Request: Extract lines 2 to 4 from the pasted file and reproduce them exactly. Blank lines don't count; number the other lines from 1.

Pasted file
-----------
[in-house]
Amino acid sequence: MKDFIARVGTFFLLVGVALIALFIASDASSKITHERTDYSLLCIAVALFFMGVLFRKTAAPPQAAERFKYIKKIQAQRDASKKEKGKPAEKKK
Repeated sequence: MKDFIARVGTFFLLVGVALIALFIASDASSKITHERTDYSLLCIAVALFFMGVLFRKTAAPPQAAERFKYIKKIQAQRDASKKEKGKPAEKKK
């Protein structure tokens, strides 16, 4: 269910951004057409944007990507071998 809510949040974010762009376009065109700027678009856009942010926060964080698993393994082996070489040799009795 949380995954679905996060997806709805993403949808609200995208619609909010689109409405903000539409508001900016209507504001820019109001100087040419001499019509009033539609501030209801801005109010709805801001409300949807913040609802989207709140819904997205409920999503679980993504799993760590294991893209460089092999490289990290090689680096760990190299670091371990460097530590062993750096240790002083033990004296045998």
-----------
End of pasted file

Amino acid sequence: MKDFIARVGTFFLLVGVALIALFIASDASSKITHERTDYSLLCIAVALFFMGVLFRKTAAPPQAAERFKYIKKIQAQRDASKKEKGKPAEKKK
Repeated sequence: MKDFIARVGTFFLLVGVALIALFIASDASSKITHERTDYSLLCIAVALFFMGVLFRKTAAPPQAAERFKYIKKIQAQRDASKKEKGKPAEKKK
């Protein structure tokens, strides 16, 4: 269910951004057409944007990507071998 809510949040974010762009376009065109700027678009856009942010926060964080698993393994082996070489040799009795 949380995954679905996060997806709805993403949808609200995208619609909010689109409405903000539409508001900016209507504001820019109001100087040419001499019509009033539609501030209801801005109010709805801001409300949807913040609802989207709140819904997205409920999503679980993504799993760590294991893209460089092999490289990290090689680096760990190299670091371990460097530590062993750096240790002083033990004296045998």